The daily Nebraskan. ([Lincoln, Neb.) 1901-current, November 12, 1997, Page 2, Image 2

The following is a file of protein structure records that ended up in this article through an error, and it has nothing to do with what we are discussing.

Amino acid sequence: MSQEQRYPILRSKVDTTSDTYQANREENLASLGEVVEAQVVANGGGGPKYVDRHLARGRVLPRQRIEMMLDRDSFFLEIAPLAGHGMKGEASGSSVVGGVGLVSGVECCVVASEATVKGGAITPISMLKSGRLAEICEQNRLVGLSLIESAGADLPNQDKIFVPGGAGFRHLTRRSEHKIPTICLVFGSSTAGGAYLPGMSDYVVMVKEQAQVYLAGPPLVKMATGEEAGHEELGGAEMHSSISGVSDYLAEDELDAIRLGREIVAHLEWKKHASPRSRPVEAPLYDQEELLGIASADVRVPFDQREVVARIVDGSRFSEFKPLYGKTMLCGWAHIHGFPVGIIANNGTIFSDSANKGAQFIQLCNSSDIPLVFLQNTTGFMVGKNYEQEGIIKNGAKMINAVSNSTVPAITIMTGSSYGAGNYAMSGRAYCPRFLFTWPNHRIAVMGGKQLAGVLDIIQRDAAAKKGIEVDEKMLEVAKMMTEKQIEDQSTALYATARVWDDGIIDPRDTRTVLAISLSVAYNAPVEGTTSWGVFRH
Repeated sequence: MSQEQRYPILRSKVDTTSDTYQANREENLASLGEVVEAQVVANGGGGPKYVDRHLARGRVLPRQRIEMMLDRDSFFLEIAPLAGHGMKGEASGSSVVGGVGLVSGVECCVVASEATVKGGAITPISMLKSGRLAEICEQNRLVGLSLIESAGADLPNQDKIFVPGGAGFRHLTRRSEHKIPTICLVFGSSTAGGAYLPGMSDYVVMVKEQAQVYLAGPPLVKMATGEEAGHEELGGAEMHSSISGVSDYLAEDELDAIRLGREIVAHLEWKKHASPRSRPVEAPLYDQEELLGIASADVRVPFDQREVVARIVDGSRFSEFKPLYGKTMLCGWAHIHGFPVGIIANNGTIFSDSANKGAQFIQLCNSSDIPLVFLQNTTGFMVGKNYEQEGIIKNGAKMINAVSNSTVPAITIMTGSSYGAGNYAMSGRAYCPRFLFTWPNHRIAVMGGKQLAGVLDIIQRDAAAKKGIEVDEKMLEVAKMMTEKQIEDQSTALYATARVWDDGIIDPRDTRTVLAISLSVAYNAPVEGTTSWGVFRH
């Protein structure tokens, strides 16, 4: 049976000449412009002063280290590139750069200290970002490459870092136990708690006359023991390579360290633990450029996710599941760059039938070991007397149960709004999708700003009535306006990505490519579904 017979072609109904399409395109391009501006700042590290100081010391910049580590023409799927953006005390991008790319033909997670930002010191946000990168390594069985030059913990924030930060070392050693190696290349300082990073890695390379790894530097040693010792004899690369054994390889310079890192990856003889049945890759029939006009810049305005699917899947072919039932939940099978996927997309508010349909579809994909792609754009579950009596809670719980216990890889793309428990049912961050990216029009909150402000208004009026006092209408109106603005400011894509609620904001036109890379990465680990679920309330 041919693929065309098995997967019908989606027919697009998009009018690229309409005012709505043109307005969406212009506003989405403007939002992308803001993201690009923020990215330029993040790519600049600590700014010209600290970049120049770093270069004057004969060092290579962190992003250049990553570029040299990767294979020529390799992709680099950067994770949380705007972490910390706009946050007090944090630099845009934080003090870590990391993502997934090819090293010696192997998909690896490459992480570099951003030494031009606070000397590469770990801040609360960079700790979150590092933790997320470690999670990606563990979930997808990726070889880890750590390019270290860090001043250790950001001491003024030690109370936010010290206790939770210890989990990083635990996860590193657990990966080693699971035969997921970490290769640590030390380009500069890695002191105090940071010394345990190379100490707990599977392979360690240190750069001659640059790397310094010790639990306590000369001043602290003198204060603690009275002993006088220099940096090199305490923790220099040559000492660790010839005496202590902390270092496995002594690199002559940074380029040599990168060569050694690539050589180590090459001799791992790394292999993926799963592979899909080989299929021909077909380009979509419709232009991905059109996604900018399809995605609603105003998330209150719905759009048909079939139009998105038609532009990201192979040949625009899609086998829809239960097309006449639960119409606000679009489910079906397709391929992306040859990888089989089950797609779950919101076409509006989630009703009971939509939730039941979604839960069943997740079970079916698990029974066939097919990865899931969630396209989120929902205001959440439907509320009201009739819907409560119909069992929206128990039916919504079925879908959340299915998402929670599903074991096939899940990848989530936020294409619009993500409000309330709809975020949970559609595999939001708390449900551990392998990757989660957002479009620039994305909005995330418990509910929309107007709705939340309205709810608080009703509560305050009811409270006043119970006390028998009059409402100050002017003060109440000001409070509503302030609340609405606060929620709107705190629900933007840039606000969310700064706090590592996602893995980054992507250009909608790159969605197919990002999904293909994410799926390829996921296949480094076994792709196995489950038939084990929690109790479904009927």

,_ Wednesday, ] Iraqi travel ban tops U.S. demand Threats of military consequences avoided UNITED NATIONS (AP) - Declaring that Iraqi defiance has reunited the Gulf War coalition, U.S. and British diplomats asked the Security Council on Tuesday to slap a travel ban on Iraq and warn of “further measures” unless it cooper ates with U.N. arms inspectors. But the resolution did not include the threat of military force should Iraq continue refusing to rescind its Oct. 29 order to expel American members of the U.N. weapons inspection team. The draft also omitted a warning of “serious consequences” because of opposition from the French and Russians. U.S. Ambassador Bill Richardson said the council would vote on the resolution today and he expected “near unanimity” among the 15 council members. “This resolution is going to be passed tomorrow” Richardson said. “And we think it sends an unmistak able signal for Iraq to comply immediately.” Earlier, Richardson predicted a unanimous vote. Diplomatic sources said the lone holdout was China, which said it needed to con sult Chinese leaders before deciding how to vote. Council sources, speaking on condition of anonymity, said several members would try before the vote to persuade the Iraqis to rescind the decision against the Americans. Britain’s acting U.N. ambas sador, Stephen Gomersall, said there were “diplomatic efforts by a number of members of the council with the Iraqi government at this moment.” The resolution would ban Iraqi officials who interfere with U.N. inspectors from traveling abroad, condemn Iraq for its expulsion of American inspectors and suspend further reviews of economic sanc tions against Iraq until the inspec tors certify that Baghdad is cooper ating. The Security Council imposed the sanctions in August 1990 after Iraq invaded neighboring Kuwait. “The coalition has reunited itself because of Iraqi behavior,” Richardson said. “We believe that there’s strong unanimity and con sensus on the council that Iraq’s behavior has been unacceptable.” U.S. and British diplomats worked throughout the day to polish and sometimes weaken language in hopes of a unanimous vote. The French raised questions about the timetable for reviewing Iraqi com pliance. Threats of force were deleted from the resolution in hopes of win ning support from Russia, France, China and other nations anxious to resume lucrative trade links with Iraq once sanctions are lifted. Egypt insisted on language affirming the territorial integrity and independence of Iraq, which was inserted into the final draft. Iraq issued its order to expel American inspectors after five council members - France, Russia, China, Egypt and Kenya - abstained on a resolution last month threaten ing a travel ban. U.S. and British diplomats believe Iraqi President Saddam Hussein saw the abstentions as a sign of divisions on the council and sought to exploit them by moving against the American inspectors. bcuba diver sustains shark bite, 20 stitches PERTH, Australia (AP) — A scuba diver needed 20 stitches but escaped with his life after a head-on encounter with a great white shark in j deep water offAustralia.ftwasthesee ; ond attack in the areain|5^3S*k^A Kevin Hulkes said a Sfeirk attacked him Sunday while he was 120 feet underwater off the town of Albany in Western Australia state, an area in which he said he had been diving for 20 years. Hulkes, a 42-year-old mechanic, escaped by charging the 18-foot shark with a hand-held, battery-powered pro peller known as a scooter and striking the shark on the nose. Hulkes said the shark surprised him by taking his 3-foot-long bright yellow' propeller in its jaws. The shark’s teeth gashed his left arm as it passed, leaving a wound requiring 20 stitches/ “There was this massive bump. I thought maybe it was a seal or a dol phin,” Hulkes said Tuesday. “Then_L saw it; it was almost as big as a school bus.” When he saw the shark swimming back toward him, Hulkes used the scooter to drive into the shark’s nose, then made for the surface. 66 ... Then I saw it; it almost as big as a school bus” Kevin Hulkes scuba diver “If it wasn’t for the scooter, I sup pose I’d be dead,” he said. His haste to get out of the water created the danger of decompression sickness, so his diving partner, who was waiting in the boat, took him to another location where he spent 45 minutes in the water decompressing properly. “I would have preferred ‘the bends’ (severe pain in joints, limbs and abdomen due to decompression sick ness) to getting back in the water in the same spot as the shark,” Hulkes said. On Oct. 28, two men escaped seri ous injury when a 15-foot white shark bit their surfboard in two off a beach near the Western Australian capital of Perth. I Editor: Paula Lavigne Managing Editor: Julie Sobczyk Associate News Editor: Rebecca Stone Assistant News Editor: Jeff Randall Assignment Editor: Chad Lorenz Opinion Editor: Matthew Waite Sports Editor: Mike Kluck A&E Editor: Jim Goodwin Copy Desk Chiefs: Nancy Zywiec Kay Prauner Photo Director: Ryan Soderlin Design Chief: Joshua Gillin Art Director: Aaron Steckelberg Online Editor: Gregg Steams Questions? Comments? Ask for the appropriate section editor at (402) 472-2588 or e-mail firstname.lastname@example.org. Asst Online Editor: Amy Pemberton General Manager: Dan Shattil Publications Board Melissa Myles, Chairwoman: (402) 476-2446 . Professional Adviser: Don Walton, (402)473-7301 Advertising Manager: Nick Partsch, (402)472-2589 Assistant Ad Manager: Daniel Lam Fax number (402) 472-1761 World Wide Web: www.unl.edu/DailyNeb The Daily Nebraskan (USPS144-080) is published by the UNL Publications Board, Nebraska Union 34,1400 R St, Lincoln, NE 68588-0448, Monday through Friday duming the academic year; weekly during the summer sessions.The public has access to the Publications Board. Readers are encouraged to submit story ideas and comments to the Daily Nebraskan by calling (402)472-2588. Subscriptions are $55 for one year. Postmaster: Send address changes to the Daily Nebraskan, Nebraska Union 34,1400 R St, Lincoln NE 68588-0448. Periodical postage paid at Lincoln, NE. ALL MATERIAL COPYRIGHT 1997 THE DAILY NEBRASKAN Clinton donors point to Chung ■ If the allegations are true, the fund-raiser has broken federal laws. WASHINGTON (AP) — Three donors to President Clinton’s re-election campaign have told House investigators that an employee of Democratic fund-raiser Johnny Chung asked them to make the contributions and later reimbursed them, according to a House source. Investigators were told that Chung’s part-time bookkeeper, Nancy Na-Chi Lee, asked four people - one has since died - to make out $1,000 checks to the Clinton-Gore ‘96 campaign, said the source, who spoke on condi tion of anonymity. Lee was said to have immediately reimbursed the donors in cash, said the source. aucn arrangements would oe illegal under federal-election law, which bars contributors from giving money in the name of another to hide the true source of the money. It was the first allegation of laundered contributions directly to the Clinton-Gore ‘96 cam paign. The Democratic National Committee has returned nearly $3 million because the money came from questionable sources, including some donations made in the name of others. The House Government Reform and Oversight Committee has issued a subpoe na for records of the re-election campaign, said Robert Neuman, a spokesman for the campaign’s Legal Compliance Committee. The committee does not have any plans to refund the donations - unless they are deemed illegal by a court or the Federal Election Commission, he said. The dona tions were first reported by The Washington Post. Chung, who was described in a 1995 White House memo as a hustler who should be regarded with caution, is a central figure in the investigation of campaign fund raising. He tried to deliver more than $700,000 in donations to Clinton’s legal defense fund and also handed a $50,000 check made out to the Democratic Party to Maggie Williams, then chief of staff to Hillary Rodham Clinton. Chung has been subpoenaed to testify Friday at hearings con vened by the House panel. He is expected to invoke his Fifth Amendment privilege against self-incrimination and refuse to testify. Chung contended last sum mer in a newspaper interview that the $50,000 donation he gave to the Democratic National Committee was solicited by Evan Ryan, a White House aide to Williams. The White House has denied that Ryan or any other presiden tial aides solicited donations from Chung. Williams accepted the check but passed it on to the DNC. A day after Ije delivered the check to Williams, Chung escort ed a group of Chinese business men to the Oval Office to watch Clinton tape his weekly radio address. “I see the White House is like a subway — you put in the coins to open the gates,” Chung told the Los Angeles Times in July. The donation and the circum stances of Chung’s visit to the White House are expected to be examined at hearings Thursday. Williams is scheduled to be ques tioned about the episode. The panel is also expected to examine the circumstances in which Chung pressed the White House to give him pictures of the six Chinese businessmen posing with Clinton in the Oval Office. Robert Suettinger, a National Security Council aide, approved giving Chung the photos, although he warned that “my impression is that he’s a hustler.” “My concern is that he will continue to make efforts to bring his ‘friends’ into contact with” the Clintons “to showione and all that he is a big shot.” Man shot, killed in protests SANTO DOMINGO, Dominican Republic — Soldiers shot dead a protest er who was among a group armed with homemade bombs Tuesday, the first day of a general strike that kept thousands of fearful Dominicans holed up in their homes. For months now, residents have coped with power outages lasting up to 18 hours a day. A severe drought also increased prices for necessities such as rice, beans and plantains. Taxi and truck drivers have protested higher gasoline prices. Many businesses and schools were closed in the Caribbean nation, while soldiers and police went on alert, taking up positions in front of gas stations, on buses and at intersections and bridges. In a confrontation between police and protesters in the city’s northern slum, reporters watched a soldier open fire on demonstrators, some of whom held Molotov cocktails. Massive flooding drowns 130 BARDERA, Somalia—At least 130 people have drowned since flooding began here three weeks ago, aid workers and local officials said. . Those trying to survive on dry patch es of land amid the swirling waters have to contend with crocodiles and other creatures. As many as 300,000 were without homes or food Tuesday. Entire villages have been submerged, roads washed away, bridges destroyed and towns cut off from all communications except by air. Southern Somalia’s Juba Valley, which was flodded by the Juba River, is the breadbasket of Somalia, producing sorghum, a staple crop in this nation of 7 million. Nearly all of the freshly planted sorghum and the reserves just harvested have been destroyed. A doctor at a refugee camp across the Juba River said he was tending to 150 cholera victims - and feared more will appear. Aid workers said such rains haven’t hit Somalia in 30 years and speculate they could be the result of El Nino, which is warming ocean currents in the Pacific and provoking weather changes throughout the world. Monsoon could bring relief JAKARTA, Indonesia — A heavy downpour that showered the city for the first time in six months left the air clean and moist, raising hopes that monsoon rains soon will extinguish wildfires choking much of Southeast Asia. The El Nino weather phenomenon is blamed for causing a drought across this nation of 200 million people and delay ing the rainy season, which usually begins in October. Fires - many set by timber compa nies, plantation owners and farmers to clear land - have burned out of control for months, spewing a thick haze from Thailand to Australia and endangering the health of millions. More rain has been forecast, but environmentalists fear the monsoons will bring a host of new problems, -j including acid rain, soil erosion and flooding. In Malaysia, there were “good” air* quality ratings across most of the nation Tuesday for the first time in three months, and people walked around with out wearing face masks.